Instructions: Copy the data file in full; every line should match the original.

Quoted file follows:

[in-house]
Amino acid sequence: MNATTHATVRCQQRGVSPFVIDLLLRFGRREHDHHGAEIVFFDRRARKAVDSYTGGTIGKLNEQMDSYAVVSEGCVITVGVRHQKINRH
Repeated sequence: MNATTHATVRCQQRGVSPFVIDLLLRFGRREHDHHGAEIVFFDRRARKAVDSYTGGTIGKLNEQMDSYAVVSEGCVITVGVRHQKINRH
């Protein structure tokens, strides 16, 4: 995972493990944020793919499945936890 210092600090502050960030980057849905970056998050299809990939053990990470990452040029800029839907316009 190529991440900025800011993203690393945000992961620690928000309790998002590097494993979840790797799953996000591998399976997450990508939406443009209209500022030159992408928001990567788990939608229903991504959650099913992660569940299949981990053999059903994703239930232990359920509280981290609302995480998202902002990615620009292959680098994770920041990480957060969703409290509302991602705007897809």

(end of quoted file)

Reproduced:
[in-house]
Amino acid sequence: MNATTHATVRCQQRGVSPFVIDLLLRFGRREHDHHGAEIVFFDRRARKAVDSYTGGTIGKLNEQMDSYAVVSEGCVITVGVRHQKINRH
Repeated sequence: MNATTHATVRCQQRGVSPFVIDLLLRFGRREHDHHGAEIVFFDRRARKAVDSYTGGTIGKLNEQMDSYAVVSEGCVITVGVRHQKINRH
């Protein structure tokens, strides 16, 4: 995972493990944020793919499945936890 210092600090502050960030980057849905970056998050299809990939053990990470990452040029800029839907316009 190529991440900025800011993203690393945000992961620690928000309790998002590097494993979840790797799953996000591998399976997450990508939406443009209209500022030159992408928001990567788990939608229903991504959650099913992660569940299949981990053999059903994703239930232990359920509280981290609302995480998202902002990615620009292959680098994770920041990480957060969703409290509302991602705007897809």